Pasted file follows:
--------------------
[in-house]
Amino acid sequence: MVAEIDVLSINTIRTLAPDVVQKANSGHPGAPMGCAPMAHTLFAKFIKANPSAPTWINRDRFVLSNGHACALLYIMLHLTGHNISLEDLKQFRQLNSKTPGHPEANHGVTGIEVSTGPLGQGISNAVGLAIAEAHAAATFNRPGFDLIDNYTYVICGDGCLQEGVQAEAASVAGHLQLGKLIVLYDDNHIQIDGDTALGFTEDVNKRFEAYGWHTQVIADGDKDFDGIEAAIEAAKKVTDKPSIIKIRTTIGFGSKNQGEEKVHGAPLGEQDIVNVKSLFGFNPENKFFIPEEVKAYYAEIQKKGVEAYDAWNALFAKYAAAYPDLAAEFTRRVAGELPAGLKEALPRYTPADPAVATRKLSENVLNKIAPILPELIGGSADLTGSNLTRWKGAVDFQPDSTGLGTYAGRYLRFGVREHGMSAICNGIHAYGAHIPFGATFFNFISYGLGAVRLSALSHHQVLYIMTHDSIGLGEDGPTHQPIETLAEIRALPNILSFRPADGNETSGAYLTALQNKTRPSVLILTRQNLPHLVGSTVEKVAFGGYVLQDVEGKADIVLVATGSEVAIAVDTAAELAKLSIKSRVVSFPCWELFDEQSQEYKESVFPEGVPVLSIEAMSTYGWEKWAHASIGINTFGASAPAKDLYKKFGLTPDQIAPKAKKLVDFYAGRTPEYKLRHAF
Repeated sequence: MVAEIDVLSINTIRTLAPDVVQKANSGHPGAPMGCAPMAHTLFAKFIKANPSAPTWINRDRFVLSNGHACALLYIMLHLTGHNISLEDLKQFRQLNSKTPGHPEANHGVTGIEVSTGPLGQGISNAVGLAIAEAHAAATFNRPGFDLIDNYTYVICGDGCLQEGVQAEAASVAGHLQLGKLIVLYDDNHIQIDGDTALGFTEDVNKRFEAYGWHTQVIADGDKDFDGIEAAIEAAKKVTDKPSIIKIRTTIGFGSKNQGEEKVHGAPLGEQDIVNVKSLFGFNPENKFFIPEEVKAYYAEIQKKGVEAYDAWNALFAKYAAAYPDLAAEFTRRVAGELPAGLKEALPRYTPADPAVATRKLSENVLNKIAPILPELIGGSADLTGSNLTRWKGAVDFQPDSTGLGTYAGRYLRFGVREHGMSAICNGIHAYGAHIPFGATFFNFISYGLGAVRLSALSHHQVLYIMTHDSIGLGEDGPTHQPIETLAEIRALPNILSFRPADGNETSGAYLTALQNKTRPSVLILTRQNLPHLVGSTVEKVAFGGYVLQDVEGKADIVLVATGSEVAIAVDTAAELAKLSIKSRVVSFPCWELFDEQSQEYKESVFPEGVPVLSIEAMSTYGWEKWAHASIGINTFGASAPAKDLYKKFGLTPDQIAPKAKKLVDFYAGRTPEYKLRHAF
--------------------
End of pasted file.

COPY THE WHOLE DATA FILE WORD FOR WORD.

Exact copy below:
[in-house]
Amino acid sequence: MVAEIDVLSINTIRTLAPDVVQKANSGHPGAPMGCAPMAHTLFAKFIKANPSAPTWINRDRFVLSNGHACALLYIMLHLTGHNISLEDLKQFRQLNSKTPGHPEANHGVTGIEVSTGPLGQGISNAVGLAIAEAHAAATFNRPGFDLIDNYTYVICGDGCLQEGVQAEAASVAGHLQLGKLIVLYDDNHIQIDGDTALGFTEDVNKRFEAYGWHTQVIADGDKDFDGIEAAIEAAKKVTDKPSIIKIRTTIGFGSKNQGEEKVHGAPLGEQDIVNVKSLFGFNPENKFFIPEEVKAYYAEIQKKGVEAYDAWNALFAKYAAAYPDLAAEFTRRVAGELPAGLKEALPRYTPADPAVATRKLSENVLNKIAPILPELIGGSADLTGSNLTRWKGAVDFQPDSTGLGTYAGRYLRFGVREHGMSAICNGIHAYGAHIPFGATFFNFISYGLGAVRLSALSHHQVLYIMTHDSIGLGEDGPTHQPIETLAEIRALPNILSFRPADGNETSGAYLTALQNKTRPSVLILTRQNLPHLVGSTVEKVAFGGYVLQDVEGKADIVLVATGSEVAIAVDTAAELAKLSIKSRVVSFPCWELFDEQSQEYKESVFPEGVPVLSIEAMSTYGWEKWAHASIGINTFGASAPAKDLYKKFGLTPDQIAPKAKKLVDFYAGRTPEYKLRHAF
Repeated sequence: MVAEIDVLSINTIRTLAPDVVQKANSGHPGAPMGCAPMAHTLFAKFIKANPSAPTWINRDRFVLSNGHACALLYIMLHLTGHNISLEDLKQFRQLNSKTPGHPEANHGVTGIEVSTGPLGQGISNAVGLAIAEAHAAATFNRPGFDLIDNYTYVICGDGCLQEGVQAEAASVAGHLQLGKLIVLYDDNHIQIDGDTALGFTEDVNKRFEAYGWHTQVIADGDKDFDGIEAAIEAAKKVTDKPSIIKIRTTIGFGSKNQGEEKVHGAPLGEQDIVNVKSLFGFNPENKFFIPEEVKAYYAEIQKKGVEAYDAWNALFAKYAAAYPDLAAEFTRRVAGELPAGLKEALPRYTPADPAVATRKLSENVLNKIAPILPELIGGSADLTGSNLTRWKGAVDFQPDSTGLGTYAGRYLRFGVREHGMSAICNGIHAYGAHIPFGATFFNFISYGLGAVRLSALSHHQVLYIMTHDSIGLGEDGPTHQPIETLAEIRALPNILSFRPADGNETSGAYLTALQNKTRPSVLILTRQNLPHLVGSTVEKVAFGGYVLQDVEGKADIVLVATGSEVAIAVDTAAELAKLSIKSRVVSFPCWELFDEQSQEYKESVFPEGVPVLSIEAMSTYGWEKWAHASIGINTFGASAPAKDLYKKFGLTPDQIAPKAKKLVDFYAGRTPEYKLRHAF